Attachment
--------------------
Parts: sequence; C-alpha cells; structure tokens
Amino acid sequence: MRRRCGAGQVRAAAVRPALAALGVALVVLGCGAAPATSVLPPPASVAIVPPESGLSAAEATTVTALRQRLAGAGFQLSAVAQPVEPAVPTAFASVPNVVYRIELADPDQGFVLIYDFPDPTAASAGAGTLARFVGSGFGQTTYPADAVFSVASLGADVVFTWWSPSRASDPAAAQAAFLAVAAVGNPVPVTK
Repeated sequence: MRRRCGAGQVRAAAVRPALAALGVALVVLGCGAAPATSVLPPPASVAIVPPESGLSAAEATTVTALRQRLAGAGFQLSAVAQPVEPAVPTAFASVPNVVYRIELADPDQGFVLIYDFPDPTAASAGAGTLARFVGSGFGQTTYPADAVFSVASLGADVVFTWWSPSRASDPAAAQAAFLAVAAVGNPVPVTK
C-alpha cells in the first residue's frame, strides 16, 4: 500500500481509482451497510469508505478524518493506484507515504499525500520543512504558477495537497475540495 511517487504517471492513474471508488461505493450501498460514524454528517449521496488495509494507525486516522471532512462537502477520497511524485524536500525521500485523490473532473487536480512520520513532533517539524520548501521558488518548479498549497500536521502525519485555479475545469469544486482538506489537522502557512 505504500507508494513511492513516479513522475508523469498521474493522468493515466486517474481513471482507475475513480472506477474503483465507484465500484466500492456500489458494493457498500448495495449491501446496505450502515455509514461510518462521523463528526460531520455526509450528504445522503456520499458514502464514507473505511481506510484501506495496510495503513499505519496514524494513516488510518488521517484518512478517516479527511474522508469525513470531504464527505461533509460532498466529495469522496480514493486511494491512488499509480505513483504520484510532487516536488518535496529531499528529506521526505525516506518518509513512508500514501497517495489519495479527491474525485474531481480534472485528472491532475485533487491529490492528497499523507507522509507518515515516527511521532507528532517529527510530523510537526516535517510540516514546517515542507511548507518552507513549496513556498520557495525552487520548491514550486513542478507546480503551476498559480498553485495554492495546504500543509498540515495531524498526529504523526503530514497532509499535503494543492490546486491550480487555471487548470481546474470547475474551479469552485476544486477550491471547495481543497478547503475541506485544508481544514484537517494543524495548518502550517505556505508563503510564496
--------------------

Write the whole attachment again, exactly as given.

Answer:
Parts: sequence; C-alpha cells; structure tokens
Amino acid sequence: MRRRCGAGQVRAAAVRPALAALGVALVVLGCGAAPATSVLPPPASVAIVPPESGLSAAEATTVTALRQRLAGAGFQLSAVAQPVEPAVPTAFASVPNVVYRIELADPDQGFVLIYDFPDPTAASAGAGTLARFVGSGFGQTTYPADAVFSVASLGADVVFTWWSPSRASDPAAAQAAFLAVAAVGNPVPVTK
Repeated sequence: MRRRCGAGQVRAAAVRPALAALGVALVVLGCGAAPATSVLPPPASVAIVPPESGLSAAEATTVTALRQRLAGAGFQLSAVAQPVEPAVPTAFASVPNVVYRIELADPDQGFVLIYDFPDPTAASAGAGTLARFVGSGFGQTTYPADAVFSVASLGADVVFTWWSPSRASDPAAAQAAFLAVAAVGNPVPVTK
C-alpha cells in the first residue's frame, strides 16, 4: 500500500481509482451497510469508505478524518493506484507515504499525500520543512504558477495537497475540495 511517487504517471492513474471508488461505493450501498460514524454528517449521496488495509494507525486516522471532512462537502477520497511524485524536500525521500485523490473532473487536480512520520513532533517539524520548501521558488518548479498549497500536521502525519485555479475545469469544486482538506489537522502557512 505504500507508494513511492513516479513522475508523469498521474493522468493515466486517474481513471482507475475513480472506477474503483465507484465500484466500492456500489458494493457498500448495495449491501446496505450502515455509514461510518462521523463528526460531520455526509450528504445522503456520499458514502464514507473505511481506510484501506495496510495503513499505519496514524494513516488510518488521517484518512478517516479527511474522508469525513470531504464527505461533509460532498466529495469522496480514493486511494491512488499509480505513483504520484510532487516536488518535496529531499528529506521526505525516506518518509513512508500514501497517495489519495479527491474525485474531481480534472485528472491532475485533487491529490492528497499523507507522509507518515515516527511521532507528532517529527510530523510537526516535517510540516514546517515542507511548507518552507513549496513556498520557495525552487520548491514550486513542478507546480503551476498559480498553485495554492495546504500543509498540515495531524498526529504523526503530514497532509499535503494543492490546486491550480487555471487548470481546474470547475474551479469552485476544486477550491471547495481543497478547503475541506485544508481544514484537517494543524495548518502550517505556505508563503510564496